It also helped that Naipaul and the powerful literary agent is one of Tejpal’s favourite friends.
Now, charged with rape by the Goa police, with the dread of arrest and a stint in Goa’s prison—whose dungeons were constructed by the Portuguese to fling heretics in—the situation is reminiscent of his novel The Valley of Masks, which begins dramatically with the protagonist waiting for doom as enemies close around him. He wants to tell his tale while he has the time. But the ageing Tejpal with his sparse ponytail, televangelic looks and black FabIndia kurtas may have run out of time. He has worn many masks—the youngster who wooed his wife Geetan with romantic poetry; India’s best-known literary editor; ruthless entrepreneur and celebrity groupie. In the early 1980s he left Chandigarh where he worked for the The Indian Express to work for an obscure, now defunct magazine called India 2000 in Chandni Chowk. He could drop the ‘2000’ when he joined India Today magazine in 1984 as a senior sub editor, rising to be its copy and books editor and premier desk jockey. Tejpal knew India Today would provide respectability, but his desk job would not give the recognition he craved for. Working with powerful editors, famous bylines and well-connected correspondents, he realised the true power and prestige of being an editor. Restless by nature and given to speak in fast staccato bursts accompanied by howls of laughter, Tejpal decided it was time to strike out. He left India Today in 1994, and was made the boss of a magazine of his own in The Financial Express, where he realized his long standing dream of going abroad for the first time when the editor sent him on a junket to London.
“He was always resentful that he was never sent abroad while many of his colleagues were always travelling overseas at company expense or on junkets,” said a former friend and a well-known publisher. That resentment was assuaged as he made the big time leap was as Managing Editor of Outlook, which was launched to take on the might of India Today, and where he began to acquire glamorous and powerful friends. “He was always an amazing networker,” says a former colleague who is now a homemaker, “He was hungry to make it big and had the charm, wit and drive to make it.”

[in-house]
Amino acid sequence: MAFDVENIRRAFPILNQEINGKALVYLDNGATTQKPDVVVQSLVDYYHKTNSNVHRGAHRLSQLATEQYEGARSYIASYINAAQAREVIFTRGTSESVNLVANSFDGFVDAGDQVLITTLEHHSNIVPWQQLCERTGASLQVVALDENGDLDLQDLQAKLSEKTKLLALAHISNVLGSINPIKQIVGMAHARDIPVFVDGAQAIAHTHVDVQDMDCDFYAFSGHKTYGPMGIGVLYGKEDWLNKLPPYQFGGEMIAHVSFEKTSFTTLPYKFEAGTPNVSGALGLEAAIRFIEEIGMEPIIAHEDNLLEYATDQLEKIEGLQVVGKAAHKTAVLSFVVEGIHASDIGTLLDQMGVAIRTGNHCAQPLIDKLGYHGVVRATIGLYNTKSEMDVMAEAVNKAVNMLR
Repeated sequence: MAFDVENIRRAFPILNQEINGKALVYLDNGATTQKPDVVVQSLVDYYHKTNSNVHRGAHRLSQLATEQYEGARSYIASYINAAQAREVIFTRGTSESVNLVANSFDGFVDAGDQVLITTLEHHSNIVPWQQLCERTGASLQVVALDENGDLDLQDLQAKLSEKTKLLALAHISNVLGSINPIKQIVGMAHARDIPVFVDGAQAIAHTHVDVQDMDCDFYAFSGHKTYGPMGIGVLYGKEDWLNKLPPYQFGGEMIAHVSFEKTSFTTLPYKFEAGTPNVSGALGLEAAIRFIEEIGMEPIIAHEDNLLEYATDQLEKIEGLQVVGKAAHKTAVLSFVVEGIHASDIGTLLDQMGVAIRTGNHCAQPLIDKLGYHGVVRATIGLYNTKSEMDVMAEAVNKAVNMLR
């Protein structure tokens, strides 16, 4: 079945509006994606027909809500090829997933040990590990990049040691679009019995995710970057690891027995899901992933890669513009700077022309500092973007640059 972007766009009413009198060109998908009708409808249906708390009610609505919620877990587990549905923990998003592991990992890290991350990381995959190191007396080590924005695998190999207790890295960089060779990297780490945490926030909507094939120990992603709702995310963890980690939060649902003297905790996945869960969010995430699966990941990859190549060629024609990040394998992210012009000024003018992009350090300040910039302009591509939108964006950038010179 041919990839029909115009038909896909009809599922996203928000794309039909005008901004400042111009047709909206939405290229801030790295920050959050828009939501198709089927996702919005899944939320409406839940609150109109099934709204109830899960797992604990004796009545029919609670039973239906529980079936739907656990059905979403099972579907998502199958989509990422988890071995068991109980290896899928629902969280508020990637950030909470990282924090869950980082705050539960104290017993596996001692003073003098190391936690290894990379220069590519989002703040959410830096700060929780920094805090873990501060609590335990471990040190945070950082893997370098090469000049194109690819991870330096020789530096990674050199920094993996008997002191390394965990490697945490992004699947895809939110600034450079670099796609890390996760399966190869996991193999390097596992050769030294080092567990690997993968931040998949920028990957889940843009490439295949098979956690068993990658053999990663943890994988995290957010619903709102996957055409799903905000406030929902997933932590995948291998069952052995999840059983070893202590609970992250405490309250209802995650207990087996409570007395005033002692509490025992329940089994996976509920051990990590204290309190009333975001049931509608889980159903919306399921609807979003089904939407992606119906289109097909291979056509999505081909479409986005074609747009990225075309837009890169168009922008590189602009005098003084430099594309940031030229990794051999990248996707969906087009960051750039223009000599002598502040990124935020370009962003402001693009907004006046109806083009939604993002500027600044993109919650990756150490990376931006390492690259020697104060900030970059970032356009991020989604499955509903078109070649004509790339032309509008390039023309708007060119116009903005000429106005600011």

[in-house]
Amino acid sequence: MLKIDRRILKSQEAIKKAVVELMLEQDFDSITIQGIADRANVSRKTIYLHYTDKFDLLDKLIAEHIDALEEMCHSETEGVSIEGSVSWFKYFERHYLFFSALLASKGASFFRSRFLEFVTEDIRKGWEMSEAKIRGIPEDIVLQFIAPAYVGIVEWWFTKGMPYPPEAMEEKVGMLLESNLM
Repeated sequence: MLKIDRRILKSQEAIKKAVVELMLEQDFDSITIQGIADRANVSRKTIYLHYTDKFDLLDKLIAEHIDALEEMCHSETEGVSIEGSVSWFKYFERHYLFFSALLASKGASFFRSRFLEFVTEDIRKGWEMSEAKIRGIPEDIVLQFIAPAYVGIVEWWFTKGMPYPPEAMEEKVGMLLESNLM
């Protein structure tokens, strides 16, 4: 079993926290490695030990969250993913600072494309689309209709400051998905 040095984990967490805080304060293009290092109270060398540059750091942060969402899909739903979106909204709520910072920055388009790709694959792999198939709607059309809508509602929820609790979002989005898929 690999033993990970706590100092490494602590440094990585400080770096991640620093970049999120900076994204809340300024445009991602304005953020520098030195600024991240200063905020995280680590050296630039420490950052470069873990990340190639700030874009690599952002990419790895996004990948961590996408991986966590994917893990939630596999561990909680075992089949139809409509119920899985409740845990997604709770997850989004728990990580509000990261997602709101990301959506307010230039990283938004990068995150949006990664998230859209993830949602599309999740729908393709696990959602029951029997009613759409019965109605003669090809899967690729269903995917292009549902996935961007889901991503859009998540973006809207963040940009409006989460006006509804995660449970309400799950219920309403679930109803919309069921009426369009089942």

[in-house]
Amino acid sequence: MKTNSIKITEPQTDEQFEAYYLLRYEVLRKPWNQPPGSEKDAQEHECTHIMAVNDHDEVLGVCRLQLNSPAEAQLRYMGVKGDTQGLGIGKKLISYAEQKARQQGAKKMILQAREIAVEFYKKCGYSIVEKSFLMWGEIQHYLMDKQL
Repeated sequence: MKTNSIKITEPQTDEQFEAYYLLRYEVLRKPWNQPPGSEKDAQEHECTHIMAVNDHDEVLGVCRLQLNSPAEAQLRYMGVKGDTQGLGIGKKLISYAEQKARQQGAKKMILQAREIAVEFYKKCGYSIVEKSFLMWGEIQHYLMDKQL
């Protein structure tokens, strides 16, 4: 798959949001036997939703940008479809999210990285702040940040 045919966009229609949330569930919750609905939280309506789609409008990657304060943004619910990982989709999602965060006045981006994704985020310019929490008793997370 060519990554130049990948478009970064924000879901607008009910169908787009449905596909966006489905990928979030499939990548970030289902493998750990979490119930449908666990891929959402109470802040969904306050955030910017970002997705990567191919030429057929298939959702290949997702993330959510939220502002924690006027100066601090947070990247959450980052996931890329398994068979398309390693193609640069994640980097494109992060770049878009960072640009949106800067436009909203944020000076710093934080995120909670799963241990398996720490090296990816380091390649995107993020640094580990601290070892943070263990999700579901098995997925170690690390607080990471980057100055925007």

This hunger made him the first to see the possibility of the Internet’s power, which married with journalistic ingenuity. Tehelka became King of Sting with two powerful spy cam operations on corruption in the defence ministry and the BJP president of the time Bangaru Laxman taking a `1 lakh bribe. It firmly established him and his news portal as the new shining knight of the truth. The NDA government came down on Tehelka with a heavy fist, which made Tejpal a hero in the West as an honest man fighting the good fight. “The amazing thing the exposé did for someone like me—a chronic literary animal—is to open up an incredible hinterland of material, as becomes seldom available to writers of fiction: rare insights into the metabolisms of power, the underbelly of India, crime and politics, justice and spirituality,” Tejpal said in an interview. He has a way with words; a turn of phrase that enhances his earthy charm but the arrogance of the word ‘recuse’ has betrayed him. But after the sexual assault, like any medieval sinner he emailed Chaudhury that he “must do the penance that lacerates me. I am therefore offering to recuse myself from the editorship of Tehelka, and from the Tehelka office, for the next six months.” Readers were struck speechless. For once, Tejpal’s words had failed him.